Industrial conversions, Futur-e best practice for sustainability

Published on Monday, 30 January 2017

Futur-e: a project that is guiding Italy into the future, according to Huffington Post Italy, the publication led by Lucia Annunziata, editor-in-chief. In a special segment entitled “Electrify the World”, Enel’s Futur-e project is highlighted among recent projects involving the conversion of power stations, projects that feature “a much greater sensitivity towards environmental and social sustainability than the past ones”. The article then explains that Futur-e seeks to transform 23 obsolete power plants in Italy into eco-sustainable sites dedicated to science, art, culture or tourism based on the principles of the circular economy.

Circular economy as the next evolution of sustainability is also at the heart of the project featuring Italian architect Renzo Piano, aimed at converting the early twentieth-century GES-2 power station on the banks of the Moskva River in Moscow, just behind the Kremlin, into a contemporary art gallery. The former power plant, occupying roughly two hectares in the Red October district, is to become the largest exhibit space for the V-A-C Foundation, an organization for the promotion of art - owned by the Russian hydrocarbon magnate Leonid Mikhelson - that will preserve the building’s industrial heritage with the gallery spaces being enclosed within a metal framework.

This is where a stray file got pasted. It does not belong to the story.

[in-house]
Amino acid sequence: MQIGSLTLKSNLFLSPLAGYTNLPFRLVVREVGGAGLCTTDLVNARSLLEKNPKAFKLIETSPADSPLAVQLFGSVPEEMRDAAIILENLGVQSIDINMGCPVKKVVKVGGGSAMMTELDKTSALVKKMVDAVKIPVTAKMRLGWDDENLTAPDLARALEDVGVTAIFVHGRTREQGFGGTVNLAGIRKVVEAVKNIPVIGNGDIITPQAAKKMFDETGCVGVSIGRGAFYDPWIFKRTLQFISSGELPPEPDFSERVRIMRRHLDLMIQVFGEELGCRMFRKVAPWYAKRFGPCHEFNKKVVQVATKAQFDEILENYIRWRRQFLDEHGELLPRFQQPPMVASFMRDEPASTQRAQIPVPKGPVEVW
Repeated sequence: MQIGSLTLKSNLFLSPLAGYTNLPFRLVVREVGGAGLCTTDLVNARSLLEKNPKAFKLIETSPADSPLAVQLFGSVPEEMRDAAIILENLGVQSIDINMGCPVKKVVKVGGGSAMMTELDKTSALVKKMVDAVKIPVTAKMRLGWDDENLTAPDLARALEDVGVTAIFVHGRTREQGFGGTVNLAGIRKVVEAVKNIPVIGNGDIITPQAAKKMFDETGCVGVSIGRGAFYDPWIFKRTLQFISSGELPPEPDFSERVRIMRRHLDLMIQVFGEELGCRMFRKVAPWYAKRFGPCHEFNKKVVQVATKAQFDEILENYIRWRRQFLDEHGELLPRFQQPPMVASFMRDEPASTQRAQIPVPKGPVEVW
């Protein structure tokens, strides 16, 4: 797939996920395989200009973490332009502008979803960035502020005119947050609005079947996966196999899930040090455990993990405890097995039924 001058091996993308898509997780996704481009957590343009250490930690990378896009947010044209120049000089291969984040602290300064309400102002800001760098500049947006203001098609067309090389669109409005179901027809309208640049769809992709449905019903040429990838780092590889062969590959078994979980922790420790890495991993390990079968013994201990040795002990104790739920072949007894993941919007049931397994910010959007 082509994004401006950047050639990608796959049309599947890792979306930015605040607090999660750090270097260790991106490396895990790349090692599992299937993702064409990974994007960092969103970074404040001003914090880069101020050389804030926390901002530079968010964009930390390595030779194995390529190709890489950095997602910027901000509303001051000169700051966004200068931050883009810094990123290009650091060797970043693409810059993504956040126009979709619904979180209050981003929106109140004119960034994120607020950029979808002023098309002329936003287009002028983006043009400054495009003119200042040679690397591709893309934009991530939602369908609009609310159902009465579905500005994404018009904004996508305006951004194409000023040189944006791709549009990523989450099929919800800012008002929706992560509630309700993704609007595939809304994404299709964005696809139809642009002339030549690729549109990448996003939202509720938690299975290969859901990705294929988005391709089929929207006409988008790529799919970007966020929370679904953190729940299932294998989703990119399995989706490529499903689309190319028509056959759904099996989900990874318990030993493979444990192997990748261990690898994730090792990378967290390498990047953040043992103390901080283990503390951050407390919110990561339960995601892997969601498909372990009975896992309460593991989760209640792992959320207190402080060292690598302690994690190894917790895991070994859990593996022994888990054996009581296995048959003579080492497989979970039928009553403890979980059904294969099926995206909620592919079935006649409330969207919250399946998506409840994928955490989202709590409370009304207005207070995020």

Renzo Piano, who claims to have started his successful career by building a museum—the Centre George Pompidou in Paris—“as if it were a factory”, now finds himself building an actual museum from an abandoned factory, a symbol of urban and social decay, in order to transform it into a vibrant hub of social and cultural energy. The goal is to give the Russian capital a space in which to produce contemporary culture, not just a museum, an auditorium or a movie theater, but a sort of laboratory in which art can come to life and whose result is made, produced, and sent out into the world. The new structure will be opening in 2019 and will convert the building’s chimney into a source of natural ventilation. The building will not only comprise solar panels and a geothermal system, but will also be surrounded by an urban forest of birch trees. It is just one of many new conversion projects to focus on social and environmental sustainability—power stations being given back to the community as spaces of creativity and social activity, with particular emphasis on respect for the environment.

Once a symbol of the Soviet superpower, the GES-2 is now a dark, lifeless place. “I will bring light to this place,” Renzo Piano said to the mayor of Moscow, Sergey Sobyanin. “Light was once produced here, and I’ll make sure it will again. It will be like a magic lamp in the heart of Moscow.”